and your numerous sins.
You 8 torment the innocent, you take bribes,
for it is an evil 13 time.
5:14 Seek good and not evil so you can live!
Then the Lord, the God who commands armies, just might be with you,
as you claim he is.
5:15 Hate what is wrong, love what is right!
I get no pleasure 20 from your religious assemblies!
I will not look with favor on your peace offerings of fattened calves. 22
I don’t want to hear the music of your stringed instruments. 24
5:24 Justice must flow like torrents of water,
righteous actions 25 like a stream that never dries up.
1 tn Heb “Those who”; the referent (the Israelites) has been specified in the translation for clarity. In light of vv. 11-13, it is also possible that the words are directed at a more limited group within the nation – those with social and economic power.
2 tn There is an interesting wordplay here with the verb הָפַךְ (hafakh, “overturn, turn”). Israel “turns” justice into wormwood (cf. 6:12), while the Lord “turns” darkness into morning (v. 8; cf. 4:11; 8:10). Israel’s turning is for evil, whereas the Lord’s is to demonstrate his absolute power and sovereignty.
3 tn Heb “they throw righteousness.”
4 sn In v. 7 the prophet begins to describe the guilty Israelites, but then interrupts his word picture with a parenthetical, but powerful, description of the judge they must face (vv. 8-9). He resumes his description of the sinners in v. 10.
5 tn Or “for.”
6 tn Or “I know” (so most English versions).
8 tn Heb “Those who.”
9 tn Heb “turn aside.” They “turn aside” the needy by denying them the justice they deserve at the city gate (where legal decisions were made, and therefore where justice should be done).
10 sn Legal disputes were resolved in the city gate, where the town elders met.
11 tn Or “the wise”; or “the prudent.” Another option is to translate “the successful, prosperous” and understand this as a reference to the rich oppressors. See G. V. Smith, Amos, 169-70. In this case the following verb will also have a different nuance, that is, the wealthy remain silent before the abuses they perpetuate. See the note on the verb translated “keeps quiet” later in this verse.
12 tn Or “moans, laments,” from a homonymic verbal root. If the rich oppressors are in view, then the verb (whether translated “will be silenced” or “will lament”) describes the result of God’s judgment upon them. See G. V. Smith, Amos, 170.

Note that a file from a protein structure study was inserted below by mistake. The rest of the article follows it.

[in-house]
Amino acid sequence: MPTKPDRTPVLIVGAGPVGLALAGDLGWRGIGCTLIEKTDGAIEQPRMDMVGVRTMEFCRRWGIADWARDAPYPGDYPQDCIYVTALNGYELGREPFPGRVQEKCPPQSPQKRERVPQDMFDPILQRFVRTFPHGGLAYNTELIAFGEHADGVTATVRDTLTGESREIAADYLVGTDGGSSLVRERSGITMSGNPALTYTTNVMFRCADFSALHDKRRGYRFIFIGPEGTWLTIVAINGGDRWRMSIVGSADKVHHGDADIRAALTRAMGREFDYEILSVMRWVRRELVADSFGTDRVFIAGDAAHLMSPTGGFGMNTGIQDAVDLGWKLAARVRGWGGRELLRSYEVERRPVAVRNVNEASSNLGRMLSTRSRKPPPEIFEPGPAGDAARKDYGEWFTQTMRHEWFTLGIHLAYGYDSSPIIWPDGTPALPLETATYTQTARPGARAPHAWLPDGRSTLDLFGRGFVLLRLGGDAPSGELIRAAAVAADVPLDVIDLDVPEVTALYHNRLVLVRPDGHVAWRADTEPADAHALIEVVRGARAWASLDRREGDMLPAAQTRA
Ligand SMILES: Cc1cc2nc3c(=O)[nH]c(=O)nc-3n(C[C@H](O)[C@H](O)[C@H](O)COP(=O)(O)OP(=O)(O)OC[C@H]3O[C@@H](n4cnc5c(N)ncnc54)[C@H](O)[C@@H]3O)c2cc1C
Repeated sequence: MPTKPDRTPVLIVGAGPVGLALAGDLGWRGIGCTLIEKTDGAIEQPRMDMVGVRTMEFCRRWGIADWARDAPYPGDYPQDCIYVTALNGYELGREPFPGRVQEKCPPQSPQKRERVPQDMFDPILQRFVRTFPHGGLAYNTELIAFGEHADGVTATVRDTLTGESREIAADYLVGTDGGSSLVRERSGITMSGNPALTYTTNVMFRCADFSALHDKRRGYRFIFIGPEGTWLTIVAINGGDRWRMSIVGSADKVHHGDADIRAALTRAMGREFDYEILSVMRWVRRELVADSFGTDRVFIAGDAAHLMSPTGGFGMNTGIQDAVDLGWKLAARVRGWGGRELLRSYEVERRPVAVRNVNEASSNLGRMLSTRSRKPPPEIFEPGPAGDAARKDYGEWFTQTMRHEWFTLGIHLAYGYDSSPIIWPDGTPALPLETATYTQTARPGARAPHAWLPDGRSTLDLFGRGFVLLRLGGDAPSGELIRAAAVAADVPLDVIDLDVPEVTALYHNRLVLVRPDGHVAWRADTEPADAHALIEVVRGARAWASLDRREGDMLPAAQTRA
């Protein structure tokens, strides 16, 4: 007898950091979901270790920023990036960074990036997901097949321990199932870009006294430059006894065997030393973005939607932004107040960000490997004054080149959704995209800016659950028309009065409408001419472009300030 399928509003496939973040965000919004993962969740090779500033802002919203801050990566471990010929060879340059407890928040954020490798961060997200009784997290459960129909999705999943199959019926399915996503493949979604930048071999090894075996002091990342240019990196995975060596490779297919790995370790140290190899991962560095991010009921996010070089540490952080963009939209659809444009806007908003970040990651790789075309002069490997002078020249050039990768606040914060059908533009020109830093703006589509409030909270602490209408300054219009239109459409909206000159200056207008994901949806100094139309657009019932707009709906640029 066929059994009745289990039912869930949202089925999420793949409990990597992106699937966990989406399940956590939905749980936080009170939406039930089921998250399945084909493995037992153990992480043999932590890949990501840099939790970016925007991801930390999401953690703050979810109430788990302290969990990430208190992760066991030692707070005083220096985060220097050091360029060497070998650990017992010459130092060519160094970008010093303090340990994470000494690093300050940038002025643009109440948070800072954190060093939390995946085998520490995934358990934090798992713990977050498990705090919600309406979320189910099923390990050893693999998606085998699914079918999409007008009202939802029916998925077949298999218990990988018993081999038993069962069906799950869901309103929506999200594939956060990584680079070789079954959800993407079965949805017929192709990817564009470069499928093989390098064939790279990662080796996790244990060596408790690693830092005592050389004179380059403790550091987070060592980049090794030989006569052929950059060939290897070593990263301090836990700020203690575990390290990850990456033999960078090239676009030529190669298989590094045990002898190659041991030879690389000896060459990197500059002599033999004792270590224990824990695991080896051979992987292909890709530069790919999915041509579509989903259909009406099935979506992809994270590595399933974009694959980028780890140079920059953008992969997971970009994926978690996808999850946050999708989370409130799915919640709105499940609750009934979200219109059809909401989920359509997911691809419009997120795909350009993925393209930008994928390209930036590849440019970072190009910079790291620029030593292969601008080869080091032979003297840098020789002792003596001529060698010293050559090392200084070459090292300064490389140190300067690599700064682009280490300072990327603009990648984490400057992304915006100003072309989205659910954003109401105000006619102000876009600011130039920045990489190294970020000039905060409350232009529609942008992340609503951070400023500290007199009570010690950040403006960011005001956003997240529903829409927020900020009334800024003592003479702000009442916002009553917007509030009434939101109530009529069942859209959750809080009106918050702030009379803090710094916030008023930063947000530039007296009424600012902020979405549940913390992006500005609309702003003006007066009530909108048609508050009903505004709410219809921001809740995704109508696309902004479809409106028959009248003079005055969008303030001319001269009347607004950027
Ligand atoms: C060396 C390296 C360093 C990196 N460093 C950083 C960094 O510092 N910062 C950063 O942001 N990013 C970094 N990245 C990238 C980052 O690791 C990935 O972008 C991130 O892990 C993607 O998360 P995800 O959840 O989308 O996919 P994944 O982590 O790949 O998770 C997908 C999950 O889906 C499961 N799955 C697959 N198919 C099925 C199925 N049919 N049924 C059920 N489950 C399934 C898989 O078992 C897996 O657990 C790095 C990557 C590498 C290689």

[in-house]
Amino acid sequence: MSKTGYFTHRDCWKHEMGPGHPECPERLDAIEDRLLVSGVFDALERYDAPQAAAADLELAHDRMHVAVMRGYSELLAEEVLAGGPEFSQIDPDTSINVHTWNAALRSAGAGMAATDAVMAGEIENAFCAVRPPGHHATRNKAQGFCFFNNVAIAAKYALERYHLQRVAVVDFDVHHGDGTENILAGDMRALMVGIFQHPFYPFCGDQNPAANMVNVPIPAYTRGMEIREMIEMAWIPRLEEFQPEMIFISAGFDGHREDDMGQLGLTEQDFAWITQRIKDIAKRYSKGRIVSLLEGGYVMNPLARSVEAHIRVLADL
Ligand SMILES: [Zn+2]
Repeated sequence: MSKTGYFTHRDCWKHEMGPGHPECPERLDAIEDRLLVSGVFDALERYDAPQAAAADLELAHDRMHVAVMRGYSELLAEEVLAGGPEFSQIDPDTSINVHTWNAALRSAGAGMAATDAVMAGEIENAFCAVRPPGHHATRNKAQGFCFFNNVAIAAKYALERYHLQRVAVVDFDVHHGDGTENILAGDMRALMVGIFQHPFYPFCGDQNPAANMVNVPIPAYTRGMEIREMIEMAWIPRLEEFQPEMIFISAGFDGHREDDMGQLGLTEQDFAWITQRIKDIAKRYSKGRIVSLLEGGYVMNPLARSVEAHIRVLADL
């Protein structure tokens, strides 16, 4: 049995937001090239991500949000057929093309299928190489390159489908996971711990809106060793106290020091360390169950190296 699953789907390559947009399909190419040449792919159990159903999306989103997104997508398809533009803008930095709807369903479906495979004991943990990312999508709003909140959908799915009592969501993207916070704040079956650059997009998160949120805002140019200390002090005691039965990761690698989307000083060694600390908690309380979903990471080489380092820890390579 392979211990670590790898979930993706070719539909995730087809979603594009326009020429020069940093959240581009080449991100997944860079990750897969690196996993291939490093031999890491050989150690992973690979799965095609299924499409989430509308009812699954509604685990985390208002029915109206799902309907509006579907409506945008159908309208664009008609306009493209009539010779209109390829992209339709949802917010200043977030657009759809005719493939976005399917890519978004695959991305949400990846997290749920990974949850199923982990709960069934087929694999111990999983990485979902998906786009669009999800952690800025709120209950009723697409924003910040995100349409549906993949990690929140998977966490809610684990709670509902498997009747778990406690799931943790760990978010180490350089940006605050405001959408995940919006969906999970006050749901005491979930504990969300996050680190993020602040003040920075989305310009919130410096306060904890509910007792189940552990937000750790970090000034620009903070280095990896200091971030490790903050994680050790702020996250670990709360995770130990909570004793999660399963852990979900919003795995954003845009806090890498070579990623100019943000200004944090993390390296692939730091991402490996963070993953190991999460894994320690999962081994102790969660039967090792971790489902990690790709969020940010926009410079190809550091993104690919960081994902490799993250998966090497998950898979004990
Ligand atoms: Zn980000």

13 tn If this is a judgment announcement against the rich, then the Hebrew phrase עֵת רָעָה (’et ra’ah) must be translated, “[a] disastrous time.” See G. V. Smith, Amos, 170.
14 tn Heb “set up, establish.” In the ancient Near East it was the responsibility especially of the king to establish justice. Here the prophet extends that demand to local leaders and to the nation as a whole (cf. 5:24).
16 tn Or “will show favor to.”
17 tn Or “the remnant of” (KJV, NAB, NASB, NIV, NRSV); CEV “what’s left of your people.”
18 sn Joseph (= Ephraim and Manasseh), as the most prominent of the Israelite tribes, represents the entire northern kingdom.
19 tn Heb “I hate”; “I despise.”
20 tn Heb “I will not smell.” These verses are full of vivid descriptions of the Lord’s total rejection of Israelite worship. In the first half of this verse two verbs are used together for emphasis. Here the verb alludes to the sense of smell, a fitting observation since offerings would have been burned on the altar ideally to provide a sweet aroma to God (see, e.g., Lev 1:9, 13, 17; Num 29:36). Other senses that are mentioned include sight and hearing in vv. 22-23.
21 tn Heb “burnt offerings and your grain offerings.”
22 tn Heb “Peace offering[s], your fattened calves, I will not look at.”
23 tn In this verse the second person suffixes are singular and not plural like they are in vv. 21-22 and vv. 25-27. Some have suggested that perhaps a specific individual or group within the nation is in view.
24 tn The Hebrew word probably refers to “harps” (NASB, NIV, NRSV) or “lutes” (NEB).
25 tn Traditionally, “righteousness.”